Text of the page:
**[0010]**In one embodiment, a method is provided for monitoring left ventricular (LV) myocardial wall thickness. The method includes: obtaining real time images of a periodically spatially changing LV and segmenting the LV; estimating in real time wall thickness of the LV from the obtained images using a dynamic harmonic model of the LV comprising executing a recursive routine to determine an estimate of wall thickening level based upon the estimate.

**[0011]**In one embodiment, the method includes performing statistical testing of the LV statistical testing to determine abrupt changes in the wall thickness.

**[0012]**In one embodiment, the method includes determining the periodicity in the wall thickness.

**[0013]**The details of one or more embodiments of the invention are set forth in the accompanying drawings and the description below. Other features, objects, and advantages of the invention will be apparent from the description and drawings, and from the claims.

**DESCRIPTION OF DRAWINGS**

**[0014]**FIG. 1 is a flowchart of a method for monitoring myocardial wall thickness and detecting abrupt changes in such wall thickness according to the invention.

**[0015]**FIG. 2A shows a time history of a simulated (clean) wall thickness signal, S

_{t}for a LV of a periodically varying (i.e., a beating heart), it being noted that at time 25 a simulation is made of injection of a pharmaceutical that would simulate an ischemic heart being placed in a stress condition.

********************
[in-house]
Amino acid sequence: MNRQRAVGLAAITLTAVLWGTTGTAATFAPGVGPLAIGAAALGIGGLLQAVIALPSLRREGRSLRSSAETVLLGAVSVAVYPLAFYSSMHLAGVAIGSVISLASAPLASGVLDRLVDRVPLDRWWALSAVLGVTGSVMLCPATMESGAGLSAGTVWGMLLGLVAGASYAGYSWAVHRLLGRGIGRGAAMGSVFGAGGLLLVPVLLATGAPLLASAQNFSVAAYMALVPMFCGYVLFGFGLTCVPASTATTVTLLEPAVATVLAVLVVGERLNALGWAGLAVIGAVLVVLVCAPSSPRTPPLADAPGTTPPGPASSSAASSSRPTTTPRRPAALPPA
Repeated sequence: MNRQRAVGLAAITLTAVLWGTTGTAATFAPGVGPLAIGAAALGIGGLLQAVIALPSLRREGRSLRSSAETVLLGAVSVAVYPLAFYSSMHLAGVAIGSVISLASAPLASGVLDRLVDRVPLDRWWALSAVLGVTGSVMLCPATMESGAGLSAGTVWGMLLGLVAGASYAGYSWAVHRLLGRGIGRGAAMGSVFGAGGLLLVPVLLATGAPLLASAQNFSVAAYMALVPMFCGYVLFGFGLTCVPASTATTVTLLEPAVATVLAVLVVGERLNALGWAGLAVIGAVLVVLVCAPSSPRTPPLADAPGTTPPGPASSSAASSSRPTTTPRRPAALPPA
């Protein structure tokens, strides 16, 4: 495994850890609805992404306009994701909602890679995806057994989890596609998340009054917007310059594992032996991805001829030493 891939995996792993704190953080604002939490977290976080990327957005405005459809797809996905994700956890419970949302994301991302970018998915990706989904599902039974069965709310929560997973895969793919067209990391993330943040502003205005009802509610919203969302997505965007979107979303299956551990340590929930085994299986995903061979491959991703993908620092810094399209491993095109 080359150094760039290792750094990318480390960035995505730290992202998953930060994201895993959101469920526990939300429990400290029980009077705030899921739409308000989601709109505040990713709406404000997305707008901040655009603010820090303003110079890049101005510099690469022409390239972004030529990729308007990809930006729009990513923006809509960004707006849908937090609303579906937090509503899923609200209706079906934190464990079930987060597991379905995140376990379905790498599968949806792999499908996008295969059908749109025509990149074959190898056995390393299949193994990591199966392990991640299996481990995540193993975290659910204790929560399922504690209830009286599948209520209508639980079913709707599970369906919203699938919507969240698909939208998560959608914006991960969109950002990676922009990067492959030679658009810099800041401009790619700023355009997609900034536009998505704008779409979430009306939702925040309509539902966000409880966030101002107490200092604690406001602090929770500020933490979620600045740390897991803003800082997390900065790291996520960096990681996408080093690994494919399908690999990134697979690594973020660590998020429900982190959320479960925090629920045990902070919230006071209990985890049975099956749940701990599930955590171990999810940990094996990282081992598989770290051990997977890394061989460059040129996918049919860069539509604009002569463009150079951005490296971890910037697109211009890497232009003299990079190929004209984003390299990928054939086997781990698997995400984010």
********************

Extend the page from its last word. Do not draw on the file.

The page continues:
**[0016]**FIG. 2B shows the time history of noise (the noise distribution was estimated based on real volunteer data) and is added to the clean signal in FIG. 2A.

**[0017]**FIG. 2C shows the output of a predictor in response to the signal of FIG. 2B applied to the predictor.

**[0018]**FIG. 2D shows an error signal between the signal shown in FIG. 2C and the signal shown in FIG. 2B.

**[0019]**FIG. 2E shows an upper pair of signals being an estimated mean wall thinness of an LV when a heart is in a systolic condition as determined from the predictor and the actual wall thickness of the LV when the heart is in a systolic condition and the lower pair of signals being the estimated mean wall thinness of the LV when the heart is in a diastolic condition as determined from the Kalman filter (predictor) and the actual wall thickness of the LV when the heart is in the diastolic condition.